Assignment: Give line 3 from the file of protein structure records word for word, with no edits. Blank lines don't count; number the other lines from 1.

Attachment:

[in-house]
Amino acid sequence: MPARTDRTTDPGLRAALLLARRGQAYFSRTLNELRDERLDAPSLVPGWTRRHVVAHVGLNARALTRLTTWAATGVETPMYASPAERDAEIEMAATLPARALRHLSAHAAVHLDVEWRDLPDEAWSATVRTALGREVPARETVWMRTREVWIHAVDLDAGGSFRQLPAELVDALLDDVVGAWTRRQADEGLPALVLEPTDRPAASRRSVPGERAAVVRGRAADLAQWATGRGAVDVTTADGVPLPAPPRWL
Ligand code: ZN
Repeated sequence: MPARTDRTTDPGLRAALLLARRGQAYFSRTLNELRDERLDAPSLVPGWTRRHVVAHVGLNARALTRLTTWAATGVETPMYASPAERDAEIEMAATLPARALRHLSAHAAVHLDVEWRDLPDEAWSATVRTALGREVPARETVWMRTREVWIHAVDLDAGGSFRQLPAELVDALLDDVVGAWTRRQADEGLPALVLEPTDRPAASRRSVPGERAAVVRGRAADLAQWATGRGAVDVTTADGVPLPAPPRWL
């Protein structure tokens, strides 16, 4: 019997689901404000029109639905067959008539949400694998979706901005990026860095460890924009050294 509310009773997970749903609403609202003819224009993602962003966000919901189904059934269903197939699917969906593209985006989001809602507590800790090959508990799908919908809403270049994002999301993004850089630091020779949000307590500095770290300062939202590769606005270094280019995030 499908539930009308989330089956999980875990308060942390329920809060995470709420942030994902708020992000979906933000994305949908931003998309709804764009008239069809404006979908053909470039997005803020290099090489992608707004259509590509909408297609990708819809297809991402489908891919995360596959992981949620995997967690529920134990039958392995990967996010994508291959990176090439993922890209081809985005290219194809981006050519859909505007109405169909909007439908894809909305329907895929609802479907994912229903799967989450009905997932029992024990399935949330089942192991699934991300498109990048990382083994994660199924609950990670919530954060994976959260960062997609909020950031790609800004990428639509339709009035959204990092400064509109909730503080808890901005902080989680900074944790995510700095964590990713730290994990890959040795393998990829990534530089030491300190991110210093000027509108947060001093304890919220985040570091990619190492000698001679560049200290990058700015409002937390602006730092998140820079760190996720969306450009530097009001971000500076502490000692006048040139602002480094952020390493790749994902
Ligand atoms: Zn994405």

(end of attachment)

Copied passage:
Ligand code: ZN